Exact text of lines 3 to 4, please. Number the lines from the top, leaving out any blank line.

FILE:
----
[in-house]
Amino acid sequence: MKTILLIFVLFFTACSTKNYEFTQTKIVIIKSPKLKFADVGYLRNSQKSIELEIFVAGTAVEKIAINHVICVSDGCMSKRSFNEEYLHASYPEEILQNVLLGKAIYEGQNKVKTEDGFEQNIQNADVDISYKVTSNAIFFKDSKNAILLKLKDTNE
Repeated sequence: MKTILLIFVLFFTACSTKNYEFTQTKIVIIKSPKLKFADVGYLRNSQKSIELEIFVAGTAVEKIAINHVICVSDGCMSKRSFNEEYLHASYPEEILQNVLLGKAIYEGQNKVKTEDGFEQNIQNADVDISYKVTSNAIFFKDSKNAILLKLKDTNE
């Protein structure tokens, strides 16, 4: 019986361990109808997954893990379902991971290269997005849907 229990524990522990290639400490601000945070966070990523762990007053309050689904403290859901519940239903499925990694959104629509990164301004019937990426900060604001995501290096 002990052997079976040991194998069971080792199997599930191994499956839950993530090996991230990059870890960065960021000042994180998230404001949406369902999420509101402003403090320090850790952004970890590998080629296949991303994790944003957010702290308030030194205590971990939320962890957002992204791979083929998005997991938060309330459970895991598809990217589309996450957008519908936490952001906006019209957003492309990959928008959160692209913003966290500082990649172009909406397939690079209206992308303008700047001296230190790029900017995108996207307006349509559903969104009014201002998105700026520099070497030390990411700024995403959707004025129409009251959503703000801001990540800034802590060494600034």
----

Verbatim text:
Repeated sequence: MKTILLIFVLFFTACSTKNYEFTQTKIVIIKSPKLKFADVGYLRNSQKSIELEIFVAGTAVEKIAINHVICVSDGCMSKRSFNEEYLHASYPEEILQNVLLGKAIYEGQNKVKTEDGFEQNIQNADVDISYKVTSNAIFFKDSKNAILLKLKDTNE
């Protein structure tokens, strides 16, 4: 019986361990109808997954893990379902991971290269997005849907 229990524990522990290639400490601000945070966070990523762990007053309050689904403290859901519940239903499925990694959104629509990164301004019937990426900060604001995501290096 002990052997079976040991194998069971080792199997599930191994499956839950993530090996991230990059870890960065960021000042994180998230404001949406369902999420509101402003403090320090850790952004970890590998080629296949991303994790944003957010702290308030030194205590971990939320962890957002992204791979083929998005997991938060309330459970895991598809990217589309996450957008519908936490952001906006019209957003492309990959928008959160692209913003966290500082990649172009909406397939690079209206992308303008700047001296230190790029900017995108996207307006349509559903969104009014201002998105700026520099070497030390990411700024995403959707004025129409009251959503703000801001990540800034802590060494600034």